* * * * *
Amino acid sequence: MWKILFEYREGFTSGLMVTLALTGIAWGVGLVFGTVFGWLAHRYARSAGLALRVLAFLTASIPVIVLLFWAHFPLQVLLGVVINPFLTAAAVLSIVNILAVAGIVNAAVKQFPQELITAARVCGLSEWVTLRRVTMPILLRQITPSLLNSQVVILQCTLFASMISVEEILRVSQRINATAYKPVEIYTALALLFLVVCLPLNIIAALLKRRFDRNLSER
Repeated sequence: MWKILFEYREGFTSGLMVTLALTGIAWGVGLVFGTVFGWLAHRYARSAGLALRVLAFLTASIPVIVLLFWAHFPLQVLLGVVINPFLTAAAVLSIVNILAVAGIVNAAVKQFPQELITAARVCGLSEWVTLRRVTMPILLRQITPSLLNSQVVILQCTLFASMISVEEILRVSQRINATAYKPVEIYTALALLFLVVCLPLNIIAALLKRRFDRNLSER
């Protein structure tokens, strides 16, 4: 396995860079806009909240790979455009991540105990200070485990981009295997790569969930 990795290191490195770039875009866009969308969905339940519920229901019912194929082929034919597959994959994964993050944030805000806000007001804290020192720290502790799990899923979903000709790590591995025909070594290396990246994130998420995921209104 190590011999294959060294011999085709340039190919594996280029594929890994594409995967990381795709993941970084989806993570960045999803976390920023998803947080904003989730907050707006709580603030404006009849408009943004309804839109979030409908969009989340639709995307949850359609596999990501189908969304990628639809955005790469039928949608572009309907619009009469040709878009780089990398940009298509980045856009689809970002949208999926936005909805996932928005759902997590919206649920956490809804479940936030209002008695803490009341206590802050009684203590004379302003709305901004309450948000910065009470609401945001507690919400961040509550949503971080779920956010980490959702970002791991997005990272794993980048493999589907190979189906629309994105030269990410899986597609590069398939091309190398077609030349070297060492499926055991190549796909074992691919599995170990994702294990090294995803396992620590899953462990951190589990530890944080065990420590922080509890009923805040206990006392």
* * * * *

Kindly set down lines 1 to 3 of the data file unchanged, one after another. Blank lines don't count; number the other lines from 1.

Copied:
Amino acid sequence: MWKILFEYREGFTSGLMVTLALTGIAWGVGLVFGTVFGWLAHRYARSAGLALRVLAFLTASIPVIVLLFWAHFPLQVLLGVVINPFLTAAAVLSIVNILAVAGIVNAAVKQFPQELITAARVCGLSEWVTLRRVTMPILLRQITPSLLNSQVVILQCTLFASMISVEEILRVSQRINATAYKPVEIYTALALLFLVVCLPLNIIAALLKRRFDRNLSER
Repeated sequence: MWKILFEYREGFTSGLMVTLALTGIAWGVGLVFGTVFGWLAHRYARSAGLALRVLAFLTASIPVIVLLFWAHFPLQVLLGVVINPFLTAAAVLSIVNILAVAGIVNAAVKQFPQELITAARVCGLSEWVTLRRVTMPILLRQITPSLLNSQVVILQCTLFASMISVEEILRVSQRINATAYKPVEIYTALALLFLVVCLPLNIIAALLKRRFDRNLSER
């Protein structure tokens, strides 16, 4: 396995860079806009909240790979455009991540105990200070485990981009295997790569969930 990795290191490195770039875009866009969308969905339940519920229901019912194929082929034919597959994959994964993050944030805000806000007001804290020192720290502790799990899923979903000709790590591995025909070594290396990246994130998420995921209104 190590011999294959060294011999085709340039190919594996280029594929890994594409995967990381795709993941970084989806993570960045999803976390920023998803947080904003989730907050707006709580603030404006009849408009943004309804839109979030409908969009989340639709995307949850359609596999990501189908969304990628639809955005790469039928949608572009309907619009009469040709878009780089990398940009298509980045856009689809970002949208999926936005909805996932928005759902997590919206649920956490809804479940936030209002008695803490009341206590802050009684203590004379302003709305901004309450948000910065009470609401945001507690919400961040509550949503971080779920956010980490959702970002791991997005990272794993980048493999589907190979189906629309994105030269990410899986597609590069398939091309190398077609030349070297060492499926055991190549796909074992691919599995170990994702294990090294995803396992620590899953462990951190589990530890944080065990420590922080509890009923805040206990006392």